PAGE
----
I’ll be honest and say that the last couple of weeks have pretty much been rock bottom, most likely amplified by the passing of the three-month deadline and my 27th birthday. This was not what I imagined for myself after three months back in the UK. This was not what I imagined for myself at 27.
I was punishing myself for not managing to find my dream job and create my dream life within this ridiculous time frame of December to March. I was so frustrated that I had chosen to come home – not just because I was listening to my head, but also because I was listening to my heart – yet, the more I leaned into a life back in the UK, the worse I felt.
‘Why are you back?’ was a question a friend asked me just a few weeks after Christmas. I smiled and talked confidently about my plans, but I was surprised to see that he didn’t seem convinced.
‘Why are you back?’ another friend asked a couple of weeks ago, seeing how down I’d let myself become.
‘I don’t know.’ I tearfully replied.
It wasn’t until this past week that I really started to understand.
You know that quote: ‘Do the thing that scares you’? It’s one that I always think of when I think of travel and I think it’s good advice to live by. But, do you know what scares me most? Living at home with my parents, working two jobs and sitting still for a while.
So, Amy, maybe that’s the exact thing you should do.
I’m beating myself up for being neither here nor there; not fully committed to being back in the UK, yet not ready to just give up and move abroad again on a whim. But, maybe this is exactly where I’m meant to be. Maybe I just need to be still for a while.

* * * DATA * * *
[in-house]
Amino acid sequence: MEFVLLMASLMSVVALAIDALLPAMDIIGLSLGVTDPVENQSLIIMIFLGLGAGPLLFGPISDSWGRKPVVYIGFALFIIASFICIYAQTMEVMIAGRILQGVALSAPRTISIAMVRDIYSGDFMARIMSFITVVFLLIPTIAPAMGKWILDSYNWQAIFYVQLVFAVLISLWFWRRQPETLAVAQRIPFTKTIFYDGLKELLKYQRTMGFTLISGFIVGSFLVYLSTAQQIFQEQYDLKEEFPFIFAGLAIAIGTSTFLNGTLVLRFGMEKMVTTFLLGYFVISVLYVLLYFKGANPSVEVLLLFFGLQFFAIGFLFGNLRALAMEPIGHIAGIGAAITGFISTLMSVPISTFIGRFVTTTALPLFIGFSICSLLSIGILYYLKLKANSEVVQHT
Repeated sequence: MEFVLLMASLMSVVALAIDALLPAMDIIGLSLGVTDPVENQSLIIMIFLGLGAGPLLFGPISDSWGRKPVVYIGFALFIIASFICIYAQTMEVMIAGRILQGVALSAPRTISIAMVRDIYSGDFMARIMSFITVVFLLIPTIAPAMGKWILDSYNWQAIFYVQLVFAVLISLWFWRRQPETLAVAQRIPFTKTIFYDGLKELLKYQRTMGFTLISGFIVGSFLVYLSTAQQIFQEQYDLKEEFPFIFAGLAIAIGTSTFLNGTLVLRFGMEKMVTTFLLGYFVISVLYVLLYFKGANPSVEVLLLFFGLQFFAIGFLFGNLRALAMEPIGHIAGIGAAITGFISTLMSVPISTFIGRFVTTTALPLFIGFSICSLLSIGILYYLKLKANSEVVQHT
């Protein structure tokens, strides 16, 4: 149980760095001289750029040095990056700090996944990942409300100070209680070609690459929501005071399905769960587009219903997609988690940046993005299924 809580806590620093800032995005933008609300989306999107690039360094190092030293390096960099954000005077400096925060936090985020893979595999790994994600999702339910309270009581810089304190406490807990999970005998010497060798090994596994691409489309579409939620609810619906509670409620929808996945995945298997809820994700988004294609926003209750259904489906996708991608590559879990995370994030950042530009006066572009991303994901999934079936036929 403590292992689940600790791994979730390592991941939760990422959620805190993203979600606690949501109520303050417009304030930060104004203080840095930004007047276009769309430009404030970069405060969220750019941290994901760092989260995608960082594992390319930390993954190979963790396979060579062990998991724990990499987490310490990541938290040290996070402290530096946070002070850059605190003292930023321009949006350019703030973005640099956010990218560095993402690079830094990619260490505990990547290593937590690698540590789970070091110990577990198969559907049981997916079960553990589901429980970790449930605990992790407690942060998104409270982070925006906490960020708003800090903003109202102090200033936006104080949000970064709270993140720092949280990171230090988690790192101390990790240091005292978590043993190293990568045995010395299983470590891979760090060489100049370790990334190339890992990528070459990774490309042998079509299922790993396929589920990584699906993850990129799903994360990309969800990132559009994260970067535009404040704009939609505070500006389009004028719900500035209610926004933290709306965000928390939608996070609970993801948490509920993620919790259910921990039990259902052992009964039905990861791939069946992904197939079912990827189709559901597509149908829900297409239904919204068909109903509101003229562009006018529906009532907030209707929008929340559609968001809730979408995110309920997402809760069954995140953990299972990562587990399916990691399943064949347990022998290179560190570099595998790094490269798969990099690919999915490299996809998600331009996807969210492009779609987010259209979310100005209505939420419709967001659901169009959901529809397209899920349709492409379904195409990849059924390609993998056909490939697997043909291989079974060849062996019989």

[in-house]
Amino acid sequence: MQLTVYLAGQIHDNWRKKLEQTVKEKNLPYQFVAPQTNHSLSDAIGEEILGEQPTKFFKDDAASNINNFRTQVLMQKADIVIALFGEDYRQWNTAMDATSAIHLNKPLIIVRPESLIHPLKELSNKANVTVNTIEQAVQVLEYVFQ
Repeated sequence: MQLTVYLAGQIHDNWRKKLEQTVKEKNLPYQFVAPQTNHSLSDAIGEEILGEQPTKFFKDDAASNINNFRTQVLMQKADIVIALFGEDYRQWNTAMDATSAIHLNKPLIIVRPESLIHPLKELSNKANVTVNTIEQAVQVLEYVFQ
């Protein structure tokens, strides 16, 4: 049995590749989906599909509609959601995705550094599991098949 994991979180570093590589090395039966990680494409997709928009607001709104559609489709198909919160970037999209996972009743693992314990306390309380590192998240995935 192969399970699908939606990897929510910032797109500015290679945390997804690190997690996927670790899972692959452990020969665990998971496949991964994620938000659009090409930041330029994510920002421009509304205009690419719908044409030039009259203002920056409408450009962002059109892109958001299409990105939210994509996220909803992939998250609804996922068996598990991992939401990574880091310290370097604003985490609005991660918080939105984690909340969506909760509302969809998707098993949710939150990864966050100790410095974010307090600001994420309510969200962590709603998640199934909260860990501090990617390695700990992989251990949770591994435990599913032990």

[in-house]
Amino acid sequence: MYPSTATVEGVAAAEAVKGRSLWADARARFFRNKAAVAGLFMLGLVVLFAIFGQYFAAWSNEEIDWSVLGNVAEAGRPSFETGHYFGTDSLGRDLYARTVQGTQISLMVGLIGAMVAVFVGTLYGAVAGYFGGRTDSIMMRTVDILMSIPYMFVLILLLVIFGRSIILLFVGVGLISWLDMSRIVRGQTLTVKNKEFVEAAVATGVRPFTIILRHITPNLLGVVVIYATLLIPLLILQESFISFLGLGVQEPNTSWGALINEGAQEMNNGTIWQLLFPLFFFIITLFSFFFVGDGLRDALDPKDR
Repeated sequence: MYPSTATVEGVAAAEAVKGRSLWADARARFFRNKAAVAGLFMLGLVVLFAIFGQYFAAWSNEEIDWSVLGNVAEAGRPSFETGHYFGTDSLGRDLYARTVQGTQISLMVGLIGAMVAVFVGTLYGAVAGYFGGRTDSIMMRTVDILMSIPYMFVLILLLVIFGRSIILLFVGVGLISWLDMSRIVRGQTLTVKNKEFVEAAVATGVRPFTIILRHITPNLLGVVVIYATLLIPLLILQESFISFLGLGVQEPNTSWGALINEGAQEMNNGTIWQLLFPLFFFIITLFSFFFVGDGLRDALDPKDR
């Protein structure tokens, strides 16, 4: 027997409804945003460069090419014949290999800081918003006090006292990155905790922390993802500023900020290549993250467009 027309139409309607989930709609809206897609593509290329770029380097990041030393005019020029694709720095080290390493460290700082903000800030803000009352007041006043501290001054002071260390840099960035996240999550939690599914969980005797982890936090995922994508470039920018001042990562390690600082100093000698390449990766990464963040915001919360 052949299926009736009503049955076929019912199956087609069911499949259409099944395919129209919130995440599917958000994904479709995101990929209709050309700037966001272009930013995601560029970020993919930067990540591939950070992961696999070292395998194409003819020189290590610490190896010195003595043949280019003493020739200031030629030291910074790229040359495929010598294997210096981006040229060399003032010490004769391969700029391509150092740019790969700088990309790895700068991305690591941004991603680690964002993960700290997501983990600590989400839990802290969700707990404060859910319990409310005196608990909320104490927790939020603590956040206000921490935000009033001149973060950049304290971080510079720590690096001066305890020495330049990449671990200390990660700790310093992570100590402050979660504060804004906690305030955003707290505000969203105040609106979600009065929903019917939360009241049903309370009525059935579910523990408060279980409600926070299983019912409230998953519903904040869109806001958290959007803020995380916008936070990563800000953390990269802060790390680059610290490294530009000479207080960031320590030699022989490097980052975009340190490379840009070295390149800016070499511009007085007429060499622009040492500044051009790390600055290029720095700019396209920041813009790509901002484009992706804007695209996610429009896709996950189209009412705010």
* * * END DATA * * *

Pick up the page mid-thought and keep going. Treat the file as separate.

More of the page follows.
That’s where Pico Iyer comes in. A fellow travel blogger commented on previous post and told me that she related to what I was saying, offering up some words of wisdom. She gave me a link to the below TED Talk by Pico Iyer and it completely resonated.
It’s 14 minutes long, so I appreciate if you don’t have time to watch it all, but his speech pretty much articulates everything I want to say about being back. Not just all the stuff about redefining home – that’s a whole other discussion for another day and he’s bang on about that too – but, what he says in the second half about stillness.
Pico Iyer says that movement is nothing unless you can be still. Home doesn’t need to be a nation or a house or even a family. It can be somewhere where you can be still for a little while. Still so that you can collect your thoughts. Still so that you can plan your next move.
That’s exactly what I’m doing. It’s frustrating because I’m so used to moving around and my feet are itching like crazy, but it’s exactly what I need. It’s what I need to do in order to collect myself and my thoughts, before I can move on.
Then, regardless of what comes out of that process, at least I know I’m not making a decision on a whim. Only when you’re still can you really listen to what you want.
I’ve lived out of a suitcase. I’ve carried all my belongings on my back. I’ve hopped from country to country literally without a care in the world. I’ve loved it all, but if you move that fast and that often, sometimes you lose sight of what you’re doing it for.
So, girl, if you can do all that then you can spend a few months at home binge-eating British food and catching up on all the TV you’ve missed! You’ve earned it. More importantly, you need it. You have some figuring out to do.